Silica Gel is the product packed in the 'Do Not Swallow' packets in the new shoe boxes. Silica gel absorbs moisture and is known as a dessicant. It has hundreds of applications and is widely used in the spice industry as an anti-caking agent, as well as to absorb excessive oils. Silica gel is a porous form of sodium silicate aka sand.
Sorbic Acid, a preservative used to prevent mold in cheese, jellies and syrups, can be manufactured synthetically and can be kosher for Passover.
Sorbitan Monostearate, derived from fatty acid, is an emulsifier that is used as a gloss enhancer in chocolate and as a coating and surface release agent for dry active yeast. Sorbitan monostearate requires reliable kosher certification. (See Stearic Acid.)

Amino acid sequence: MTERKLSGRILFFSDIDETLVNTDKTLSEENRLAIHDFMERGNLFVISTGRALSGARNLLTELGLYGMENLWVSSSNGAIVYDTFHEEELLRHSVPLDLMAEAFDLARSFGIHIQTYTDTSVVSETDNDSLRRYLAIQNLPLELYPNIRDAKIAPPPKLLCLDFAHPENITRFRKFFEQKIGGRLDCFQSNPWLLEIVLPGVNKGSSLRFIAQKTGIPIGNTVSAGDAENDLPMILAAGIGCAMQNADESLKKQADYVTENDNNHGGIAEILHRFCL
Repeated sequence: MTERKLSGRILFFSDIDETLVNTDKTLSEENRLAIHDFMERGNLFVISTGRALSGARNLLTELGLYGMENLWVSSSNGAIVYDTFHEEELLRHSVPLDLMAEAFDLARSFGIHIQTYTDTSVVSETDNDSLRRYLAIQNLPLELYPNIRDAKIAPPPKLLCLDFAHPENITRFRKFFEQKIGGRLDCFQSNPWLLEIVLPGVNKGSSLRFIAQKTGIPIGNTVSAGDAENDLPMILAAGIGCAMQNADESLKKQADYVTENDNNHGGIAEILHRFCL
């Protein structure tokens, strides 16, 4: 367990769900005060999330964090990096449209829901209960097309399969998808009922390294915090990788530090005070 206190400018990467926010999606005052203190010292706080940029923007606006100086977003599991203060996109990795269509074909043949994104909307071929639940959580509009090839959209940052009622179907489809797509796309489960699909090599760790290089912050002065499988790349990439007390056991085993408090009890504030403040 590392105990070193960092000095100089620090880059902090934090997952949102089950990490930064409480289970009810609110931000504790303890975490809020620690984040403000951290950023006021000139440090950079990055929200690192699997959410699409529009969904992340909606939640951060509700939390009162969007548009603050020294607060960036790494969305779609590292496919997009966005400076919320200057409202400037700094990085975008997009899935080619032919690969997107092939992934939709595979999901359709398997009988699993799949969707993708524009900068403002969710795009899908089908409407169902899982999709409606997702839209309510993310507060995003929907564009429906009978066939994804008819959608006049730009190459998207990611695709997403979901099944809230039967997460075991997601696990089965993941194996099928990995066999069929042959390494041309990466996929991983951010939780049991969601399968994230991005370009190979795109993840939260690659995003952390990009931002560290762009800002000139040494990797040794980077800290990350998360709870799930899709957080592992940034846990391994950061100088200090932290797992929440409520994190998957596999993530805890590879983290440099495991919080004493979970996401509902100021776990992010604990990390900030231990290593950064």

Stearic Acid, derived from both animal or vegetable sources, is a fatty acid with wide food and pharmaceutical applications. Its multiple uses include use as a lubricant, release agent, a softener in chewing gum base, a flowing agent in tablets, to name a few. Stearic acid may be combined with other chemicals such as calcium, magnesium or zinc, to make calcium, magnesium or zinc stearate. It can be combined with sorbitol to make sorbitan monstearate. It also may be used in polysorbates or with propylene glycols. All of these food ingredients require reliable kosher certification.
Tapioca, a starch that is derived from the tapioca plant, is used in puddings and pie fillings. Pure tapioca is kosher for Passover. Treated tapioca requires kosher for Passover certification.